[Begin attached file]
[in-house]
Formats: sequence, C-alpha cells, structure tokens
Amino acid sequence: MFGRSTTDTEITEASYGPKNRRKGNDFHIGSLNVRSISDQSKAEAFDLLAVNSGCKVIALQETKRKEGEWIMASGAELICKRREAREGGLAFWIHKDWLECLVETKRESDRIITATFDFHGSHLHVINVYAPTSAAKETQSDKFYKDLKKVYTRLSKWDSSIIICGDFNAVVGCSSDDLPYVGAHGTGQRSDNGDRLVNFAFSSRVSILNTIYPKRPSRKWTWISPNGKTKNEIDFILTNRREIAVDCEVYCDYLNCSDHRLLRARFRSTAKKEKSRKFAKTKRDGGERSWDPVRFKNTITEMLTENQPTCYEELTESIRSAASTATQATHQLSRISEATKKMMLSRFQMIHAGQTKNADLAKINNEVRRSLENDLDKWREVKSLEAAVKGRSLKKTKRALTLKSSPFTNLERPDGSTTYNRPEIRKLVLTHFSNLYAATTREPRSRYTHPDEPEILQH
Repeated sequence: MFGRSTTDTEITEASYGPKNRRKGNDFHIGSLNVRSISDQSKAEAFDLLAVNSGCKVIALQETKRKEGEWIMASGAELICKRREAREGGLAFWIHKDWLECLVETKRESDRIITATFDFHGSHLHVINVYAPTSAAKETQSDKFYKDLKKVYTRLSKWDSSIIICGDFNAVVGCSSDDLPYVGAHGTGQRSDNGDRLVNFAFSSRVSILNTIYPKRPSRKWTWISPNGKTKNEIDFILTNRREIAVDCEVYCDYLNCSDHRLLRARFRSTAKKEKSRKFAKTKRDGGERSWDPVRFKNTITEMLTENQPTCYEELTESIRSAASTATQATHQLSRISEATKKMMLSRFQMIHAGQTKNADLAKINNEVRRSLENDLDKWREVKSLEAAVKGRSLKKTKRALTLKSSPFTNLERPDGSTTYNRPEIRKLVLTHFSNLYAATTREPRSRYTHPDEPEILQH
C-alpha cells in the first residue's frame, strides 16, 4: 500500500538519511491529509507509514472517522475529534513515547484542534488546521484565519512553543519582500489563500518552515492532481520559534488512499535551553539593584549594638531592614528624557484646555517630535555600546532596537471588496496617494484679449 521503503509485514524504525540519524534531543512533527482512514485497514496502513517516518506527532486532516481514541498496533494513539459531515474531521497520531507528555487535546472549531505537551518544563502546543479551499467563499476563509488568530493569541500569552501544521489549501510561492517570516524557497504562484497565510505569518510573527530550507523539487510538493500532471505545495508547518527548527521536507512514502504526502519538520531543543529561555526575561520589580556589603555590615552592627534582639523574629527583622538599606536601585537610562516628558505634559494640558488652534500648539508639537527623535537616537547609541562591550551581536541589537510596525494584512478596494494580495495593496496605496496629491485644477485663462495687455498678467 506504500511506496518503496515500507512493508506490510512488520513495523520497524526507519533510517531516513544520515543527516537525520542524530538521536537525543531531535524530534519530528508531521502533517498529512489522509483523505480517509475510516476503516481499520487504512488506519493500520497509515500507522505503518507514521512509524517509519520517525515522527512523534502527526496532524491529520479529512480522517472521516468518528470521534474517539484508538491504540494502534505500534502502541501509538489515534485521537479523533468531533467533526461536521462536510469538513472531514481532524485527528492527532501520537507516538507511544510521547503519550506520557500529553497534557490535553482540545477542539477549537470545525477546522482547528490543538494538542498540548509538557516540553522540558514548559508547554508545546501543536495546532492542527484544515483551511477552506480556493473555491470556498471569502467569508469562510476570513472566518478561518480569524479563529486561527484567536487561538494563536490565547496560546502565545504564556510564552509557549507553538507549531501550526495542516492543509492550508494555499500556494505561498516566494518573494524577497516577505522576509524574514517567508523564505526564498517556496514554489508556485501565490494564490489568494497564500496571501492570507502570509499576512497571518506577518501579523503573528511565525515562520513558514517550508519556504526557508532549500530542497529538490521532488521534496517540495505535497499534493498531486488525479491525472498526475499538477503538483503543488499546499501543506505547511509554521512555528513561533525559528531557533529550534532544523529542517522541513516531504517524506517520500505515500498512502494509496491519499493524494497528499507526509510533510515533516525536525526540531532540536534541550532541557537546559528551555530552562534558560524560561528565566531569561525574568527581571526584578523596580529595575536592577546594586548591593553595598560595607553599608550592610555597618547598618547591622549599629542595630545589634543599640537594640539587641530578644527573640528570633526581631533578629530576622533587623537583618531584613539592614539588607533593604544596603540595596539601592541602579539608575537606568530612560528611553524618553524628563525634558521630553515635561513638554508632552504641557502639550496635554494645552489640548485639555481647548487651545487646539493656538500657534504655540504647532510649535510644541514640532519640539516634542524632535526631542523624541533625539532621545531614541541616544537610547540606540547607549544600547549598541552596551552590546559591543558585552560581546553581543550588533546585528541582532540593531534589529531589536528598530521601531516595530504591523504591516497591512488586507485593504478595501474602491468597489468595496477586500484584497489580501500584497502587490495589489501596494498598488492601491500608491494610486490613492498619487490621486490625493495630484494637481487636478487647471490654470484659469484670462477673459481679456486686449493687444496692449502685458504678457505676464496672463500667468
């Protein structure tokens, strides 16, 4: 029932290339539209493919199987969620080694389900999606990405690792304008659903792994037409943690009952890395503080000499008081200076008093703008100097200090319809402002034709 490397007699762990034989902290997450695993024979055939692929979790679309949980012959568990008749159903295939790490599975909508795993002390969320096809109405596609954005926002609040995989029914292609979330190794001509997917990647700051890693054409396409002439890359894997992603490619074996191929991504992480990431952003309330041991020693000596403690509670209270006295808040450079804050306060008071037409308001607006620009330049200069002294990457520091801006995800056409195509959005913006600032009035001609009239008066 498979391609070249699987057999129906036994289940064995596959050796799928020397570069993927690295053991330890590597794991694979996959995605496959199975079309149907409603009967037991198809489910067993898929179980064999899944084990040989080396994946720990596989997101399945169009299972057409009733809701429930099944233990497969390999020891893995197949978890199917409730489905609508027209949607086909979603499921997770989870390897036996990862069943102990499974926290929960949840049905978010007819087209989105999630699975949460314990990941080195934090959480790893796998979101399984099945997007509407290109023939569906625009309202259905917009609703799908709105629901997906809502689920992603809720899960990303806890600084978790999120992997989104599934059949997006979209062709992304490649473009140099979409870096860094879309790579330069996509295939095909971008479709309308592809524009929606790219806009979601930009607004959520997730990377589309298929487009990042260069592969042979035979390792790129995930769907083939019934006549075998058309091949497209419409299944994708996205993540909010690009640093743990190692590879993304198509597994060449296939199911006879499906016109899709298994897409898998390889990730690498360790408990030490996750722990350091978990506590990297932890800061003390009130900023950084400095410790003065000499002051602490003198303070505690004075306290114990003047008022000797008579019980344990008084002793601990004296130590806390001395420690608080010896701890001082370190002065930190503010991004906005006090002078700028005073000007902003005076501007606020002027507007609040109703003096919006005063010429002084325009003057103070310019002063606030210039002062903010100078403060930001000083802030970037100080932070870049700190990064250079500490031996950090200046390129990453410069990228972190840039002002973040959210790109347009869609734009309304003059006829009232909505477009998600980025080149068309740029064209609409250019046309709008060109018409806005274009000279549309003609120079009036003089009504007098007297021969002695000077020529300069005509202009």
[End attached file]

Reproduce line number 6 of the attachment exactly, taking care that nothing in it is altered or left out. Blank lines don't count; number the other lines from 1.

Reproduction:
């Protein structure tokens, strides 16, 4: 029932290339539209493919199987969620080694389900999606990405690792304008659903792994037409943690009952890395503080000499008081200076008093703008100097200090319809402002034709 490397007699762990034989902290997450695993024979055939692929979790679309949980012959568990008749159903295939790490599975909508795993002390969320096809109405596609954005926002609040995989029914292609979330190794001509997917990647700051890693054409396409002439890359894997992603490619074996191929991504992480990431952003309330041991020693000596403690509670209270006295808040450079804050306060008071037409308001607006620009330049200069002294990457520091801006995800056409195509959005913006600032009035001609009239008066 498979391609070249699987057999129906036994289940064995596959050796799928020397570069993927690295053991330890590597794991694979996959995605496959199975079309149907409603009967037991198809489910067993898929179980064999899944084990040989080396994946720990596989997101399945169009299972057409009733809701429930099944233990497969390999020891893995197949978890199917409730489905609508027209949607086909979603499921997770989870390897036996990862069943102990499974926290929960949840049905978010007819087209989105999630699975949460314990990941080195934090959480790893796998979101399984099945997007509407290109023939569906625009309202259905917009609703799908709105629901997906809502689920992603809720899960990303806890600084978790999120992997989104599934059949997006979209062709992304490649473009140099979409870096860094879309790579330069996509295939095909971008479709309308592809524009929606790219806009979601930009607004959520997730990377589309298929487009990042260069592969042979035979390792790129995930769907083939019934006549075998058309091949497209419409299944994708996205993540909010690009640093743990190692590879993304198509597994060449296939199911006879499906016109899709298994897409898998390889990730690498360790408990030490996750722990350091978990506590990297932890800061003390009130900023950084400095410790003065000499002051602490003198303070505690004075306290114990003047008022000797008579019980344990008084002793601990004296130590806390001395420690608080010896701890001082370190002065930190503010991004906005006090002078700028005073000007902003005076501007606020002027507007609040109703003096919006005063010429002084325009003057103070310019002063606030210039002062903010100078403060930001000083802030970037100080932070870049700190990064250079500490031996950090200046390129990453410069990228972190840039002002973040959210790109347009869609734009309304003059006829009232909505477009998600980025080149068309740029064209609409250019046309709008060109018409806005274009000279549309003609120079009036003089009504007098007297021969002695000077020529300069005509202009």